I am a photo seeker. I am a compulsive collector. Thanks to the internet, the first photos of the Albayzín, Granada and Spain were collected and spread.” This is just one of the passions of Antonio Sánchez, a well-known architect from Granada who, among many other merits, restored the last Nasrid house in Granada, which is to say his residence.

I was lucky to get such a special house in 1976, this is the place where I live. It is the only Nasrid house that is preserved. To restore the house, I started to search for pictures, and I located the old blueprint of my house. This was the incentive that made my passion for photography grow. First, I searched for all the engravings. When I finished, I searched for pictures, for which the internet was very helpful. However, the information on the internet has been exhausted. At night, I search for collections of thousands of pictures of Granada taken during the fifties and sixties. But nowadays there aren’t anymore.”

My mentor discovered the house for me, and I took five years to restore it. “He still ‘talks’ to me”, he assures.

However, twice a year, he goes to Paris to specialized photography exhibitions. During one of these journeys, he found the oldest picture of Granada to present day, taken in 1851.

“We have reached an absurd level of difficulty in local licenses management. Some of my projects from 20 years ago for the restoration of beautiful houses are still in the pipeline.”

The restoration of the Carmen de los Cipreses was his first project. “I received a prize for it, although it was a terrible project”, he acknowledges. Nowadays he is the responsible for 250 projects. He is trying to restore the Carmen de Santa Teresa in Calle Páges. “This is where my grandmother lived, my earliest memories are in this house. I am trying to regain those memories from air photographs. However, a lot of documentation is lost, and nobody knows where it is.”

One of Antonio’s proudest projects is the restoration of a monastery called Monasterio de Santa Isabel la Real that lasted 25 years. He states: “Granada owes a lot to this community of nuns. It is one of the most beautiful places in the city”.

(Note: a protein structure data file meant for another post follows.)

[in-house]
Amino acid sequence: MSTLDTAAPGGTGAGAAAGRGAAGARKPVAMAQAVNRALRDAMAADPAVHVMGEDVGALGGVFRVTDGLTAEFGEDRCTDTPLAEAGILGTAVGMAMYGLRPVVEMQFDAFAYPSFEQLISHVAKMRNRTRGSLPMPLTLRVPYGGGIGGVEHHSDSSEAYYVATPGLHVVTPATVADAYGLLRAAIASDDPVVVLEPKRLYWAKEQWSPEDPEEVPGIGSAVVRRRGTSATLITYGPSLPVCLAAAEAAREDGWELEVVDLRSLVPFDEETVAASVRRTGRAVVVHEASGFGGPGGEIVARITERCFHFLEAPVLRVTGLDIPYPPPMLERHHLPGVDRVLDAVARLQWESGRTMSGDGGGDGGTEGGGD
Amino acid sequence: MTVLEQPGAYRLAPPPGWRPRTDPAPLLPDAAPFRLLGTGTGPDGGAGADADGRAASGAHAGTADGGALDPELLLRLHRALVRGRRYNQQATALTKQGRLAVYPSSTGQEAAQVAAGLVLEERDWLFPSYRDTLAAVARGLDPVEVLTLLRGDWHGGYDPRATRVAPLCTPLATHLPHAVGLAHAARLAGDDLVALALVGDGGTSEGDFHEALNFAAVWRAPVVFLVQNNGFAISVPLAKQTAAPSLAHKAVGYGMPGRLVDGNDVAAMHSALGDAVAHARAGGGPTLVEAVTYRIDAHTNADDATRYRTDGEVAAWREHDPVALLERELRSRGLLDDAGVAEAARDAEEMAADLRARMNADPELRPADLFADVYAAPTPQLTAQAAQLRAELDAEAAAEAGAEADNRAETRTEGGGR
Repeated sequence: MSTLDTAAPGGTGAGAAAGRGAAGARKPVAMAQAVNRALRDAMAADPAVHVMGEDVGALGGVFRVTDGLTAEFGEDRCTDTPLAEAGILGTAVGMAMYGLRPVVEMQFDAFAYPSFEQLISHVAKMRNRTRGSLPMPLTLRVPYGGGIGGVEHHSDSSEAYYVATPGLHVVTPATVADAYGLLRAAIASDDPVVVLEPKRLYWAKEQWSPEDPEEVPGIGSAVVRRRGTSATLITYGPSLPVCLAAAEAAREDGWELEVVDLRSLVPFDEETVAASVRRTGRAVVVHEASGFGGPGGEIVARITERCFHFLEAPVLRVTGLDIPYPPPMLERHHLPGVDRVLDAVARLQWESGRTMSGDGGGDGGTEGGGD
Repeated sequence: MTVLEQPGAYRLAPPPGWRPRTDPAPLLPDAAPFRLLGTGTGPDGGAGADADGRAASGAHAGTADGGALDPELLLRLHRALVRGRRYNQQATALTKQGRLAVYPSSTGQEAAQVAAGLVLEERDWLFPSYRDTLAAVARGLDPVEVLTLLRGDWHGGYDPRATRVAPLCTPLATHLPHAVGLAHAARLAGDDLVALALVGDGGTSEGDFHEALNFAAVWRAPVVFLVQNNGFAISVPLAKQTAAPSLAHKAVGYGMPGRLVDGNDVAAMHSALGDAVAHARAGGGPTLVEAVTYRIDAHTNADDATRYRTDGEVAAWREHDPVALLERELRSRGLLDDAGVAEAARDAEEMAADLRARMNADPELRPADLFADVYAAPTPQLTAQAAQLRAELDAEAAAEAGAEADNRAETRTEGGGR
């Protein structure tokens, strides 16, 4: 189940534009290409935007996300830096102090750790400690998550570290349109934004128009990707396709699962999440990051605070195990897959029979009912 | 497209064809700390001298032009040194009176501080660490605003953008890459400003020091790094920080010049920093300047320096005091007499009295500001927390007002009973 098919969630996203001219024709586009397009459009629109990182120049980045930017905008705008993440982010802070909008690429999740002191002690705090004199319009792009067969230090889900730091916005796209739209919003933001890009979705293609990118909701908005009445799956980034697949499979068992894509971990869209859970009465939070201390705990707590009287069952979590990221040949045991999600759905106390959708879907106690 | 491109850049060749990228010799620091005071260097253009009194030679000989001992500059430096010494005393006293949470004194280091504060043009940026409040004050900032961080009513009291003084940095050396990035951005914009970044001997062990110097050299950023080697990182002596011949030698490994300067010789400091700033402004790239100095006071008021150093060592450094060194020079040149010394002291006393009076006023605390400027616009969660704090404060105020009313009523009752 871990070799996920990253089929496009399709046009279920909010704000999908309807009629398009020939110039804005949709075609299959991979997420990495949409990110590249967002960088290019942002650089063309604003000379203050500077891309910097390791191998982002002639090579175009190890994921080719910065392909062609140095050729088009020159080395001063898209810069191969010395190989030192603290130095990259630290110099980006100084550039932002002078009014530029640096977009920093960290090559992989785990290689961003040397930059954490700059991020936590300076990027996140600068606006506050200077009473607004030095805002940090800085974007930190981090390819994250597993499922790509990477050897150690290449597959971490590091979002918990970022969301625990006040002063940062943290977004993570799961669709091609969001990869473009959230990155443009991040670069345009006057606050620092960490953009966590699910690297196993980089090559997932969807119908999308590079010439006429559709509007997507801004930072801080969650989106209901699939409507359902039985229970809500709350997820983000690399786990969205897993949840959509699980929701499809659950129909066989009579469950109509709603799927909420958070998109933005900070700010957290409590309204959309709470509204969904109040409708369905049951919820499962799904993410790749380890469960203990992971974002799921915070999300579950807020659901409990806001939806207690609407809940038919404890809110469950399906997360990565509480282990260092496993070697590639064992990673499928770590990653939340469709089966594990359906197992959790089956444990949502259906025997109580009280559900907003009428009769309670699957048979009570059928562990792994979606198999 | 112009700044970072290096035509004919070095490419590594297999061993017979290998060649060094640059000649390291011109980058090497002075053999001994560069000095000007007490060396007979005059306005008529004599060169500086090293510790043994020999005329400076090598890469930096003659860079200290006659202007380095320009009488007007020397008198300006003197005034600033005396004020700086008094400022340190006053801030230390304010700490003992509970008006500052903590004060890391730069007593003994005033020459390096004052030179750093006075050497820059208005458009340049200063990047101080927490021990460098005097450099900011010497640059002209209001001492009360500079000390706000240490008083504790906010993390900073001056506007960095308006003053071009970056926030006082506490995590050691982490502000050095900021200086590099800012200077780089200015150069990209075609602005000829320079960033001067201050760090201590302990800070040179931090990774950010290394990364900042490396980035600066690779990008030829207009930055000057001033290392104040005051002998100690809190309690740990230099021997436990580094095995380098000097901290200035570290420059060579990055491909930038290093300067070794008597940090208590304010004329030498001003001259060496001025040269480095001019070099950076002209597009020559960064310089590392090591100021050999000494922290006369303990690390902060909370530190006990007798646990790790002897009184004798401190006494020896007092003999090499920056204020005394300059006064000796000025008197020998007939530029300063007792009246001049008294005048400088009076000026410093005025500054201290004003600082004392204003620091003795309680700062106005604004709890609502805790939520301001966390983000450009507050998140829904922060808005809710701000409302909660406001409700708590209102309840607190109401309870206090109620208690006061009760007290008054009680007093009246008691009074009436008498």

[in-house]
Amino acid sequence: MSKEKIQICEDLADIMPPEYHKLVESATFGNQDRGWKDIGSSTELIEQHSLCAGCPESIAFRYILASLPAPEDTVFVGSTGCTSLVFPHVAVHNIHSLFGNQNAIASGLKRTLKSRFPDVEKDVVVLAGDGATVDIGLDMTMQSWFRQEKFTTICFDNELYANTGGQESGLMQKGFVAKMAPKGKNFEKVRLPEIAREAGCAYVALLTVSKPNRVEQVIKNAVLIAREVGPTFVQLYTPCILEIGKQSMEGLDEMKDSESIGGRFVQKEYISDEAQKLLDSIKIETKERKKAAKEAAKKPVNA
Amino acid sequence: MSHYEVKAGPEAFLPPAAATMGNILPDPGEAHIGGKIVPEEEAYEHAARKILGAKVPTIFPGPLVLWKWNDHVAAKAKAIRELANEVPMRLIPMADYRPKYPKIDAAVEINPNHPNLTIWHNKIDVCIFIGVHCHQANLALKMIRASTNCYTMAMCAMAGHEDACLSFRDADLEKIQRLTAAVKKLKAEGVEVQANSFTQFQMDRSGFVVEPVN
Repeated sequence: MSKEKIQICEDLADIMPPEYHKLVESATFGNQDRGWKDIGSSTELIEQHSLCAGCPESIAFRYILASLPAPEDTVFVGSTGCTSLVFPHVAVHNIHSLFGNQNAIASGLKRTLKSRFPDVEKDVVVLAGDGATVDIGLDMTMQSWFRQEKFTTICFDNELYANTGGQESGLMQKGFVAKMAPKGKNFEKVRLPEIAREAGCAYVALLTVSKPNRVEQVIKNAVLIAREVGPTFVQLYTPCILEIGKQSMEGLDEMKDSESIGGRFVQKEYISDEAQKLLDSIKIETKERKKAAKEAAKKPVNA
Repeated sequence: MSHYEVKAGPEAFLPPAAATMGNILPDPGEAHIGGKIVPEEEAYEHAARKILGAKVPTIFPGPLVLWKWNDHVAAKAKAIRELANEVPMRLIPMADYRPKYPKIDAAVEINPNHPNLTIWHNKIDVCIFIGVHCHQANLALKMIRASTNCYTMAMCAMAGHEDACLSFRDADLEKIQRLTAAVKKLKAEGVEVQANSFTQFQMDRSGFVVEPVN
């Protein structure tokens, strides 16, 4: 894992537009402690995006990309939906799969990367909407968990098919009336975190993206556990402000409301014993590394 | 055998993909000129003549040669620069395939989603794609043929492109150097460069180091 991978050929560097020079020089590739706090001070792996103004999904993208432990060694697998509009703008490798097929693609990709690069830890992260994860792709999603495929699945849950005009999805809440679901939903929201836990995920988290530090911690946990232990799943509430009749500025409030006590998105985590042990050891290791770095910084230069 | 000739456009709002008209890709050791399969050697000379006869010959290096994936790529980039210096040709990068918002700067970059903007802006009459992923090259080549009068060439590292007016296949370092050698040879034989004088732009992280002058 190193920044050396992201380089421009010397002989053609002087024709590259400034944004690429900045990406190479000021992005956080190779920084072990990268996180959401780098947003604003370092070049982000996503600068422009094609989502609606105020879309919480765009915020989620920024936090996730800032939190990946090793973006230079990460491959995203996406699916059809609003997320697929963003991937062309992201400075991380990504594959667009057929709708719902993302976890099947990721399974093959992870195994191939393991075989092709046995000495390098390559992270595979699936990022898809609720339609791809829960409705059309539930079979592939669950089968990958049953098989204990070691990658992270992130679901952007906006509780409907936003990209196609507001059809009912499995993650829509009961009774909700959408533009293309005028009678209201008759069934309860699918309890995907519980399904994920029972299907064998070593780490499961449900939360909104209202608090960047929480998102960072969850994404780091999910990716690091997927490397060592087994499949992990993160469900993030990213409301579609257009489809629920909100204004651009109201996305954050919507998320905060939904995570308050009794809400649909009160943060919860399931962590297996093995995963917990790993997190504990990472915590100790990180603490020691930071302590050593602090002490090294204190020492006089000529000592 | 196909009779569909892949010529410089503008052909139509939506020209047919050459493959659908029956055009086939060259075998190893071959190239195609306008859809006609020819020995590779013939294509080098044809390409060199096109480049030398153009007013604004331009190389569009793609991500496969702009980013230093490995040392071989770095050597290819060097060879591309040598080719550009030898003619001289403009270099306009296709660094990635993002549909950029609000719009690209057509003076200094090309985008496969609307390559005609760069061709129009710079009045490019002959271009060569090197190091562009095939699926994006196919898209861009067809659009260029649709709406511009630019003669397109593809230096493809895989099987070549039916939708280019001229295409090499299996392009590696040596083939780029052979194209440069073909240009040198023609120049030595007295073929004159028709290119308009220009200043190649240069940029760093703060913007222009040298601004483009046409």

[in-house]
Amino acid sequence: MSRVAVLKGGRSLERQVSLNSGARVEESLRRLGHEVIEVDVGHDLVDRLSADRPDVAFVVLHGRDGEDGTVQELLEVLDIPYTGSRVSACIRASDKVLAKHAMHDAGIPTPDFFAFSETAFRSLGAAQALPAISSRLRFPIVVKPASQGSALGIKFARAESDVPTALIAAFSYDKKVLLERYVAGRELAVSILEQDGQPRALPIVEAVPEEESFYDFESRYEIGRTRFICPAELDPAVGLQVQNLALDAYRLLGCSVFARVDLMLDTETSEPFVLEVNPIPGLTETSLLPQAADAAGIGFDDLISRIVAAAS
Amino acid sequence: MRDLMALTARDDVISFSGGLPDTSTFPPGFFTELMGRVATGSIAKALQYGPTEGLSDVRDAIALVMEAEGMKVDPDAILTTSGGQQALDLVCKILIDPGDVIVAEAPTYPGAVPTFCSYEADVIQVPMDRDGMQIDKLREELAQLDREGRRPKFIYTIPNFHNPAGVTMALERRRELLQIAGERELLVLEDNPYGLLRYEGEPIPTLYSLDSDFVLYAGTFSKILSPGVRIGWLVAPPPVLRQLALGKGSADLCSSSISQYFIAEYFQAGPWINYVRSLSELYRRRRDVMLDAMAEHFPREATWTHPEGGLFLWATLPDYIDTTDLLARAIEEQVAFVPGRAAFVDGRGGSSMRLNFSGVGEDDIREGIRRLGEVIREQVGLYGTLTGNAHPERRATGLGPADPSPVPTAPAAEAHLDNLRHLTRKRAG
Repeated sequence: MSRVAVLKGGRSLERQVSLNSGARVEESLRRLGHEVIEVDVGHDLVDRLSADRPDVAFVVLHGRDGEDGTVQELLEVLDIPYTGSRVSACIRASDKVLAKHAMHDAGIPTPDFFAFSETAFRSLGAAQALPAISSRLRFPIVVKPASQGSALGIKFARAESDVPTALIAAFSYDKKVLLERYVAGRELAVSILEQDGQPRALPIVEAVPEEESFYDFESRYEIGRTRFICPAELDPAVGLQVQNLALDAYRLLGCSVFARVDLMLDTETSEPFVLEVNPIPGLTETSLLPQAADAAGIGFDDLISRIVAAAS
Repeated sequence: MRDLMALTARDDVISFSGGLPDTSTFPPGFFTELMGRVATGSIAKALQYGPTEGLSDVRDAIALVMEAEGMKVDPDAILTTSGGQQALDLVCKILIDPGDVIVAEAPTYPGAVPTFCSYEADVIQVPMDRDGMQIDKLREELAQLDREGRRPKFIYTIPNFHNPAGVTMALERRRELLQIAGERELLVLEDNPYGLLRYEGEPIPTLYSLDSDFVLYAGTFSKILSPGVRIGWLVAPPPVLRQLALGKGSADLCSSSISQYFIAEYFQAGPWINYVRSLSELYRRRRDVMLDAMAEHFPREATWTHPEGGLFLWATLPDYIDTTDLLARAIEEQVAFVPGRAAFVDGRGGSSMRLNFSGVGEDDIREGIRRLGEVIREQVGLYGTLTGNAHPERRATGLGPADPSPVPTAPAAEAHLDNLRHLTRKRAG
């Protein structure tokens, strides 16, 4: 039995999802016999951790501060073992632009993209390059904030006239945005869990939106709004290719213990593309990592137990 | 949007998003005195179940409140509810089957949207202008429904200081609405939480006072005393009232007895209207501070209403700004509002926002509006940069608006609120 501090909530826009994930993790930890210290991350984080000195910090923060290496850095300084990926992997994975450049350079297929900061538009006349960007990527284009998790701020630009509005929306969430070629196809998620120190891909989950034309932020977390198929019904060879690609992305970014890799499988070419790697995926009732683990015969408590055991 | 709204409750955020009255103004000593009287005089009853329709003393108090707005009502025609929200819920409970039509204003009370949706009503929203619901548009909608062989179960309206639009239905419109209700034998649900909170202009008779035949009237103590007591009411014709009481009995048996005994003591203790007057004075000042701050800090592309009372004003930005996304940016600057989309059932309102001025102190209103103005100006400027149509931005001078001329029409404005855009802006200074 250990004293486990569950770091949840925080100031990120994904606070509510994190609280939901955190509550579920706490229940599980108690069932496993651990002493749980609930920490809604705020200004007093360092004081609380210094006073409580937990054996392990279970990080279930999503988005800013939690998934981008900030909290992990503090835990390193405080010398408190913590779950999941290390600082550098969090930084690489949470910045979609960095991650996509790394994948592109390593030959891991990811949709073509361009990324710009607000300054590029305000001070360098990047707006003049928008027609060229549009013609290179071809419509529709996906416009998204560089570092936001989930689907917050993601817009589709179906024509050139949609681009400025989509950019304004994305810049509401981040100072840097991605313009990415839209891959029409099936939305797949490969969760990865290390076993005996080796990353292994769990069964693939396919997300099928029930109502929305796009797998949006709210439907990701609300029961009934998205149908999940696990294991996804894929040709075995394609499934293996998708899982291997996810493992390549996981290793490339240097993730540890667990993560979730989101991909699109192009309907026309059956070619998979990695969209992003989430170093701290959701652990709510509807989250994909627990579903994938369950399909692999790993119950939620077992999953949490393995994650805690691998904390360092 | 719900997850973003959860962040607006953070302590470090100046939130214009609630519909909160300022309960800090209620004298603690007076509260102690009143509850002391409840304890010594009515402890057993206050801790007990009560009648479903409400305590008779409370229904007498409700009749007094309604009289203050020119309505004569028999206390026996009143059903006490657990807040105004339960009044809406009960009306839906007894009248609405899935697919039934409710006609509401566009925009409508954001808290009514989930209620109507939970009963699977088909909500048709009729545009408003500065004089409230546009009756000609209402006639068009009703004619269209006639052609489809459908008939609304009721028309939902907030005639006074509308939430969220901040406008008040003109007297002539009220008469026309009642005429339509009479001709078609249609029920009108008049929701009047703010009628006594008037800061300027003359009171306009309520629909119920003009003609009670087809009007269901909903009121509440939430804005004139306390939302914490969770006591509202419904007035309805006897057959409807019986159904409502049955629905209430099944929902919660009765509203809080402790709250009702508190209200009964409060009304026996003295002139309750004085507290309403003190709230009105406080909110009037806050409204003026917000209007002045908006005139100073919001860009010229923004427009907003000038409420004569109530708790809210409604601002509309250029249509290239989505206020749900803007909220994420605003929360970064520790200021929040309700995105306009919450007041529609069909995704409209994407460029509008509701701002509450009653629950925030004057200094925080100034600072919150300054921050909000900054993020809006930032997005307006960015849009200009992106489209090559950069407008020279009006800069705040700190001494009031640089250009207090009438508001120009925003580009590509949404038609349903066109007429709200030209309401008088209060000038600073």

On his desk, many projects are piling up at the same time. All of them are very ambitious and meticulous. “I am working on the Carmen de Apperley, which a person from Granada who lives abroad decided to buy. It is small but beautiful.” Moreover, the Council of the Alhambra and the Generalife put him in charge of the restoration of the canal called Acequia de Santa Ana, also known as Romaila. “Nonetheless, there still are plenty of houses to discover” he stated. Even though, for him, the Albayzín is a place to restore and not to do experiments of restoration with.

The career of this architect was not always easy. “We have reached an absurd level of difficulty in local licenses management. Some of my projects from 20 years ago for the restoration of beautiful houses are still in the pipeline and I’m not a new hand in architecture! This issue has nothing to do with any political party in the local government” he affirmed while he shrugged his shoulders. “The Albayzín Plan of 1990 was meant to be implemented and wasn’t.”

He has received many and great disappointments. It is apparent when Antonio starts to read the lines written by the restorer Leopoldo Torres Balbás in which he complains calmly about how it is possible to receive so much criticism from a part of Granada when he was the prime mover of the restoration of the Alhambra. “I can’t read that…” Maybe because Antonio finds some common points with the difficulties he had when he started the work to restore the Albayzín.

He is 68 years old and has been working on the district for 41 years. Antonio explains his other passion: “I am an architect by vocation. When I finished my degree in 1976, I decided to live in Granada and to work in the Albayzín. 70% of my works are in this district. When I first came to Granada, my concern was the water, and this concern will follow me until my retirement. I am trying to write a Ph.D. thesis on the canal called Acequia de Aynadamar because I remember that in my grandmother’s carmen there wasn’t running water during the forties. A donkey driver used to bring the water from the spring Fuente del Avellano and we collected it with pitchers and pots.”

Paco Izquierdo, Santiago Navarro, Manolo Mudéjar and Rafael Guillén are some of the names that appear constantly in his memories. I lived with these people the Albayzín of the seventies.

What is my opinion of these years? I am extremely concerned about the Albayzín. Renting flats to tourists is destroying the district. Besides, the urban development works are poorly executed. The district has to be suitable for walking, but the potholes make it very difficult. A good example of this is the little square called Placeta de Porras.

Antonio affirmed: “People don’t care about the Albayzín. I live in the district but nowadays it’s very difficult to live here. It is impossible to walk through its streets. Restaurants shouldn’t be allowed to place terraces in the Paseo de los Tristes. It is one of the most beautiful promenades in Granada and nobody tends to the riverside’s vegetation, so it’s impossible to see the water flowing.”

*Photo: Pepe Marín